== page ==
Learn about RMDs and charitable contributions

If you’re age 70½ or older, you can make a tax-free transfer of up to $100,000 from your IRA to charity each year. But what about donor-advised funds?

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Talli Sperry: We have a question from Daniel, and he’s asking, “Can I put my RMD directly into a donor-advised fund, and how does that work?”

Jane Greenfield: Well today, no. Do you want to start with that, and then I’ll pile on at the end?

Kevin Wick: Yes, certainly. There is a feature under the tax code that was adopted just a few years ago that allows you to put some or all of your RMD, depending on what level that distribution is. An RMD is a required minimum distribution that individuals who have an IRA, a traditional IRA as opposed to a Roth, if they reach the age of 70 1/2, then the IRS requires that a certain amount of that account be withdrawn each year. That’s the required minimum distribution.

And Congress has adopted what’s known as the qualified charitable distribution, QCD, and that is an opportunity if you’re of that age and you’re required to take money out, you can direct up to $100,000 to a qualified charity each year; and that has to be done from your IRA provider directly to the charity in order for this to qualify in the most tax-efficient way. And in doing so, that money that goes to the charity, then the individual no longer has to claim that as income.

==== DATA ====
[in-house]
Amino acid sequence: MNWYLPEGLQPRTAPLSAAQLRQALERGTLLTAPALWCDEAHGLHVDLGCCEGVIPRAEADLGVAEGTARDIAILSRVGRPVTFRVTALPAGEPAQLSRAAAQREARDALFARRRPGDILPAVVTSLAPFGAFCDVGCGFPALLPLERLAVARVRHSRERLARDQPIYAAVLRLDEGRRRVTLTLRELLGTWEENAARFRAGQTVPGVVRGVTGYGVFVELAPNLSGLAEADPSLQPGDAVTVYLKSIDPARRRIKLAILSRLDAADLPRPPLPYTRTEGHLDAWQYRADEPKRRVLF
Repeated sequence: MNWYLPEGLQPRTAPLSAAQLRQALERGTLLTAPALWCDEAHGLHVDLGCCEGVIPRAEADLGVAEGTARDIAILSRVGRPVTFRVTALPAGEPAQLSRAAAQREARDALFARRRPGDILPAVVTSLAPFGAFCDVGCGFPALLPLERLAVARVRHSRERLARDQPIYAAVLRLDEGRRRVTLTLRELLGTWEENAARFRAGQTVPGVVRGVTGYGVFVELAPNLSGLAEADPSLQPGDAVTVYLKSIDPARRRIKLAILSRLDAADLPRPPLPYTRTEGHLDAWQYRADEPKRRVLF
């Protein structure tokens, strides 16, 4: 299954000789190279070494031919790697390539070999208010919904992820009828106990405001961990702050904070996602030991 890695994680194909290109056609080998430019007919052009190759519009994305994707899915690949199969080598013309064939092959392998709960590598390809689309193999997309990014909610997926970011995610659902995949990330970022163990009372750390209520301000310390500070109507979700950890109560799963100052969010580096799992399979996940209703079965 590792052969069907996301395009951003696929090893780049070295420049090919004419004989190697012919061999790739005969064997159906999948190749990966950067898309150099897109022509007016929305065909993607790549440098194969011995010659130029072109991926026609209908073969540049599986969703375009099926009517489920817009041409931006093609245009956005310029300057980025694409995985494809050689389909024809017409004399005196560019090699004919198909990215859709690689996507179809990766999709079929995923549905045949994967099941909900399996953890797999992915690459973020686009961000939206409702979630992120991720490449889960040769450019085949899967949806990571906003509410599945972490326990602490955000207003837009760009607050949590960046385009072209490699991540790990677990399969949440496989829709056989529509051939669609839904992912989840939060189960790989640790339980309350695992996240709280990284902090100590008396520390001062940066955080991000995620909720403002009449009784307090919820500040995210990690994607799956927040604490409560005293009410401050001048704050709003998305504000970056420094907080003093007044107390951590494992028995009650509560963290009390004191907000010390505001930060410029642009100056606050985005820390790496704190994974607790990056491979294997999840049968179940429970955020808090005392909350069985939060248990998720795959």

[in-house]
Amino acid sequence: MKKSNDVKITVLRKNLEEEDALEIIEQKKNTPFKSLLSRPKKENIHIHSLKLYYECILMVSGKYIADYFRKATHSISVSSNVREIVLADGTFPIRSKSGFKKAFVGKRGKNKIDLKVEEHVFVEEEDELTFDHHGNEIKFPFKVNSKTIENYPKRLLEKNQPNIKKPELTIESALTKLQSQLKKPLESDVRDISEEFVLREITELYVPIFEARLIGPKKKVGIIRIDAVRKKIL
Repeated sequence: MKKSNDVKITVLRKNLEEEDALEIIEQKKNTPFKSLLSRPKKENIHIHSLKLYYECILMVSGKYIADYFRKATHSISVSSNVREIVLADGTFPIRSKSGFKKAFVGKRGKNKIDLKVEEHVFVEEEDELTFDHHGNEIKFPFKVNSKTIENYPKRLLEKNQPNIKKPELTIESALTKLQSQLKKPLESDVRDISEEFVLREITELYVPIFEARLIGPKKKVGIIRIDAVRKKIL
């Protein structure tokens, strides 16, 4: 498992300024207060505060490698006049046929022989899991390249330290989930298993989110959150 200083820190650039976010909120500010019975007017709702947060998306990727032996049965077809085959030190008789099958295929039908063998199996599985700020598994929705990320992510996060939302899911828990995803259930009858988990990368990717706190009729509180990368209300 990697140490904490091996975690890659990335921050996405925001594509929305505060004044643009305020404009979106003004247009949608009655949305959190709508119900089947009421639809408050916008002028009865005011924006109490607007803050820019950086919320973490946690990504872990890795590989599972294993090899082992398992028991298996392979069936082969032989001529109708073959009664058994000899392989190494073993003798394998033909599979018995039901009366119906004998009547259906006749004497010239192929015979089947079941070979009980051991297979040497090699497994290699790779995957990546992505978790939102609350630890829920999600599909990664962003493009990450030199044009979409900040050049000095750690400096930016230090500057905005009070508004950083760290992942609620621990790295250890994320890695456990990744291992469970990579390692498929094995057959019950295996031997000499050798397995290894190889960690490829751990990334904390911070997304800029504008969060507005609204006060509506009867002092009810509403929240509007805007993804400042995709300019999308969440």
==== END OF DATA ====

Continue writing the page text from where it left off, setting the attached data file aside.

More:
Now you don’t get a charitable deduction for that because you haven’t paid tax on the money that came out, but that is a very efficient way to utilize those dollars if you happen to be in that kind of situation.

Jane Greenfield: Now, unfortunately, although donor-advised funds are charities, it does not include donor-advised funds today. And we get a lot of questions from our donors on that. In fact, if you go to the Vanguard Charitable website and you go down to the bottom of the home page on the left.

Talli Sperry: And [the link to the Vanguard Charitable is in in the] Resource widget.

Jane Greenfield: That’s the green Resource widget, you’ll see that we just recently did an article on RMDs on this very topic because we do get so many questions.

The good news is the conversation is going on in Washington as to whether donor-advised funds should be included going forward. In fact, there was a recent act that was introduced called the Charity Act, and that’s one of the key elements of the act, to include DAFs going forward. So we’re hopeful.

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